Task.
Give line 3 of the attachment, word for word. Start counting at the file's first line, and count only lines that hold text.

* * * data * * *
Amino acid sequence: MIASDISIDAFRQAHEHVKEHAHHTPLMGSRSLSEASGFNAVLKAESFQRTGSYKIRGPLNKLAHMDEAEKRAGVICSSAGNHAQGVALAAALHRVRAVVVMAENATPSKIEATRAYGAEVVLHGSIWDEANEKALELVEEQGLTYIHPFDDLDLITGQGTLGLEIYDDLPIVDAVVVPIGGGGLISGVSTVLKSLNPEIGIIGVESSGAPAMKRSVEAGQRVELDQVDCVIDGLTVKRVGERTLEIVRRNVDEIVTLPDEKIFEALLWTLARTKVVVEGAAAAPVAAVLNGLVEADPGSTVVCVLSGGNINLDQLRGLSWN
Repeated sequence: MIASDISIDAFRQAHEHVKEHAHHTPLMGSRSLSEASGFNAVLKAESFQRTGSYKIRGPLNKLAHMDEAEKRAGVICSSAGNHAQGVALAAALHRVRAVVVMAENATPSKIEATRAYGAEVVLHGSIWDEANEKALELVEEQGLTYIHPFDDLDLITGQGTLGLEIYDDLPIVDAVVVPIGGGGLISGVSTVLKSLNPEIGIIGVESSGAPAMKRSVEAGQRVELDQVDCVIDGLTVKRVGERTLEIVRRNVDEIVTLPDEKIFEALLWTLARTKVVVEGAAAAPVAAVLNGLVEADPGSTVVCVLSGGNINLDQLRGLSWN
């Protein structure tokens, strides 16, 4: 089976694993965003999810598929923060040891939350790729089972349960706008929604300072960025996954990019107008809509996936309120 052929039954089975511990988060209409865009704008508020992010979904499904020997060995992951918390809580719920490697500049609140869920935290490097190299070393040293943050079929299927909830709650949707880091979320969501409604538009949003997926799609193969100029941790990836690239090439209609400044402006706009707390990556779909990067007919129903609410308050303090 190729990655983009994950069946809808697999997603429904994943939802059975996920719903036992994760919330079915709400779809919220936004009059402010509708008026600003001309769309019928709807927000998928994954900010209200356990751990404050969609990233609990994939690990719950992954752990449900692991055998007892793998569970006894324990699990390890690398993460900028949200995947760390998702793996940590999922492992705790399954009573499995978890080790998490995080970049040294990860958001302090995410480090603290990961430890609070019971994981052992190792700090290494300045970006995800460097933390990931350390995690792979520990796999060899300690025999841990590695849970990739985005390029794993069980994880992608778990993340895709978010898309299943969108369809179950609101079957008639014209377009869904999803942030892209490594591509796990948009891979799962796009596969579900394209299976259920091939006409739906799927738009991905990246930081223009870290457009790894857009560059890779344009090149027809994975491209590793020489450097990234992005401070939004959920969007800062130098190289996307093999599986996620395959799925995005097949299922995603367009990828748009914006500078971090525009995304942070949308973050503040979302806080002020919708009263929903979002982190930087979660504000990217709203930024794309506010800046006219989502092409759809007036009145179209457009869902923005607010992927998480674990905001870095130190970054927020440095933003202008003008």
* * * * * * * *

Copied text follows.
């Protein structure tokens, strides 16, 4: 089976694993965003999810598929923060040891939350790729089972349960706008929604300072960025996954990019107008809509996936309120 052929039954089975511990988060209409865009704008508020992010979904499904020997060995992951918390809580719920490697500049609140869920935290490097190299070393040293943050079929299927909830709650949707880091979320969501409604538009949003997926799609193969100029941790990836690239090439209609400044402006706009707390990556779909990067007919129903609410308050303090 190729990655983009994950069946809808697999997603429904994943939802059975996920719903036992994760919330079915709400779809919220936004009059402010509708008026600003001309769309019928709807927000998928994954900010209200356990751990404050969609990233609990994939690990719950992954752990449900692991055998007892793998569970006894324990699990390890690398993460900028949200995947760390998702793996940590999922492992705790399954009573499995978890080790998490995080970049040294990860958001302090995410480090603290990961430890609070019971994981052992190792700090290494300045970006995800460097933390990931350390995690792979520990796999060899300690025999841990590695849970990739985005390029794993069980994880992608778990993340895709978010898309299943969108369809179950609101079957008639014209377009869904999803942030892209490594591509796990948009891979799962796009596969579900394209299976259920091939006409739906799927738009991905990246930081223009870290457009790894857009560059890779344009090149027809994975491209590793020489450097990234992005401070939004959920969007800062130098190289996307093999599986996620395959799925995005097949299922995603367009990828748009914006500078971090525009995304942070949308973050503040979302806080002020919708009263929903979002982190930087979660504000990217709203930024794309506010800046006219989502092409759809007036009145179209457009869902923005607010992927998480674990905001870095130190970054927020440095933003202008003008």